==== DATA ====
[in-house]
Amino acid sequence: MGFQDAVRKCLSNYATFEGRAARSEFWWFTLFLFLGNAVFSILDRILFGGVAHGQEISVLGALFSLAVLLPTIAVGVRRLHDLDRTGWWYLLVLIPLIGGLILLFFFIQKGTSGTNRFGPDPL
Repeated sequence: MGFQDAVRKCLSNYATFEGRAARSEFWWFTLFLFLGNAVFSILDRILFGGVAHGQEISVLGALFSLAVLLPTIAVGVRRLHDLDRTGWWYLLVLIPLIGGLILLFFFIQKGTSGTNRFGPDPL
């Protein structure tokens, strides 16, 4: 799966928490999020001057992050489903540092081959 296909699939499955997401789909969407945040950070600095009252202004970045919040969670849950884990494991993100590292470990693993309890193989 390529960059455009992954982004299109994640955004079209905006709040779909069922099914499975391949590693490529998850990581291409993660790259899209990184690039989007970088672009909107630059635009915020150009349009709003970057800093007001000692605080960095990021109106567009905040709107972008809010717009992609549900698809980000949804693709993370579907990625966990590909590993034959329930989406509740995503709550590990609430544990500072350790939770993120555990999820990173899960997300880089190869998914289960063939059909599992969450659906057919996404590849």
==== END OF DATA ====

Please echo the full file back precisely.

[in-house]
Amino acid sequence: MGFQDAVRKCLSNYATFEGRAARSEFWWFTLFLFLGNAVFSILDRILFGGVAHGQEISVLGALFSLAVLLPTIAVGVRRLHDLDRTGWWYLLVLIPLIGGLILLFFFIQKGTSGTNRFGPDPL
Repeated sequence: MGFQDAVRKCLSNYATFEGRAARSEFWWFTLFLFLGNAVFSILDRILFGGVAHGQEISVLGALFSLAVLLPTIAVGVRRLHDLDRTGWWYLLVLIPLIGGLILLFFFIQKGTSGTNRFGPDPL
């Protein structure tokens, strides 16, 4: 799966928490999020001057992050489903540092081959 296909699939499955997401789909969407945040950070600095009252202004970045919040969670849950884990494991993100590292470990693993309890193989 390529960059455009992954982004299109994640955004079209905006709040779909069922099914499975391949590693490529998850990581291409993660790259899209990184690039989007970088672009909107630059635009915020150009349009709003970057800093007001000692605080960095990021109106567009905040709107972008809010717009992609549900698809980000949804693709993370579907990625966990590909590993034959329930989406509740995503709550590990609430544990500072350790939770993120555990999820990173899960997300880089190869998914289960063939059909599992969450659906057919996404590849």